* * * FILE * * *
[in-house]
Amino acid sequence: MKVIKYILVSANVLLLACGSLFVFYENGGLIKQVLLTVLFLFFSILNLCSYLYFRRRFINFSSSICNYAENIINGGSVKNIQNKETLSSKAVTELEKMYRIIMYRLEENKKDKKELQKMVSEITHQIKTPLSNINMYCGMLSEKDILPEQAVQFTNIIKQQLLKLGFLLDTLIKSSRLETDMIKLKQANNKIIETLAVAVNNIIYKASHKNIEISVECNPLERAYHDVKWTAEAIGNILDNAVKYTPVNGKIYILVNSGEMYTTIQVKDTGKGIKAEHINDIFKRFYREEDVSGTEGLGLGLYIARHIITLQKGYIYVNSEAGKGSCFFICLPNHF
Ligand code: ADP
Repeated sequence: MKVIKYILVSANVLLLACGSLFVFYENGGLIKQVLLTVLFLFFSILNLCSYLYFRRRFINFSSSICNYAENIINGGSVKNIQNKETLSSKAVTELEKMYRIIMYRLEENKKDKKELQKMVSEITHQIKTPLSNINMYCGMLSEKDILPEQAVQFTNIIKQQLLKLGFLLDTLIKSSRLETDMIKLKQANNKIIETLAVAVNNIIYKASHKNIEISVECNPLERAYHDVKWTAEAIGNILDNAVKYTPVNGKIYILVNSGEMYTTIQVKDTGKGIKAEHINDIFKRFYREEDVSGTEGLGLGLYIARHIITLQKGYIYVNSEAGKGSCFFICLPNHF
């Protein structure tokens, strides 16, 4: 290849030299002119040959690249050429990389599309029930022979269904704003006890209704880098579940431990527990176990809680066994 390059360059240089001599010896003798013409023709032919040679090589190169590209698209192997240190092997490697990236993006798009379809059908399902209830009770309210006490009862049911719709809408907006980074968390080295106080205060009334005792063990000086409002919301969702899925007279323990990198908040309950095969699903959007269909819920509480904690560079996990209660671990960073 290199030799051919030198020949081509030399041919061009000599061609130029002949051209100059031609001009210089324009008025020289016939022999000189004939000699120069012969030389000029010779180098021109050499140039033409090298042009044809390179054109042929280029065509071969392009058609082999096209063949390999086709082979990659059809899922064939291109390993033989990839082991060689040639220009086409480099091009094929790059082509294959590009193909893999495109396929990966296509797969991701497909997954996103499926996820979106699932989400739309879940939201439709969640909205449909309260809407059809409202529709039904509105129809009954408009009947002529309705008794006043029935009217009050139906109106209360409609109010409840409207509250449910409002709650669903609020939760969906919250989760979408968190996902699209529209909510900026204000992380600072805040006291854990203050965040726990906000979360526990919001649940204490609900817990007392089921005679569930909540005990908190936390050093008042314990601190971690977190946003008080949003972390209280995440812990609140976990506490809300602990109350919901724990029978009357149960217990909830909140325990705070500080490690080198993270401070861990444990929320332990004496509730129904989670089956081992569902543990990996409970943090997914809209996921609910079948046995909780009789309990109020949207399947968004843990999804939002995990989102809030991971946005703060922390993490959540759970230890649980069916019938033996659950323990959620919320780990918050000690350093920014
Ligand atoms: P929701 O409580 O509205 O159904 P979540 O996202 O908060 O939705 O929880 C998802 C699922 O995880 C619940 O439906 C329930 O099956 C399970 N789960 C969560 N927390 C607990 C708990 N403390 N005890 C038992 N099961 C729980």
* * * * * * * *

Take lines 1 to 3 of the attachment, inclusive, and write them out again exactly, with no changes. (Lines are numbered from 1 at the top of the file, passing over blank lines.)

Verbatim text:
[in-house]
Amino acid sequence: MKVIKYILVSANVLLLACGSLFVFYENGGLIKQVLLTVLFLFFSILNLCSYLYFRRRFINFSSSICNYAENIINGGSVKNIQNKETLSSKAVTELEKMYRIIMYRLEENKKDKKELQKMVSEITHQIKTPLSNINMYCGMLSEKDILPEQAVQFTNIIKQQLLKLGFLLDTLIKSSRLETDMIKLKQANNKIIETLAVAVNNIIYKASHKNIEISVECNPLERAYHDVKWTAEAIGNILDNAVKYTPVNGKIYILVNSGEMYTTIQVKDTGKGIKAEHINDIFKRFYREEDVSGTEGLGLGLYIARHIITLQKGYIYVNSEAGKGSCFFICLPNHF
Ligand code: ADP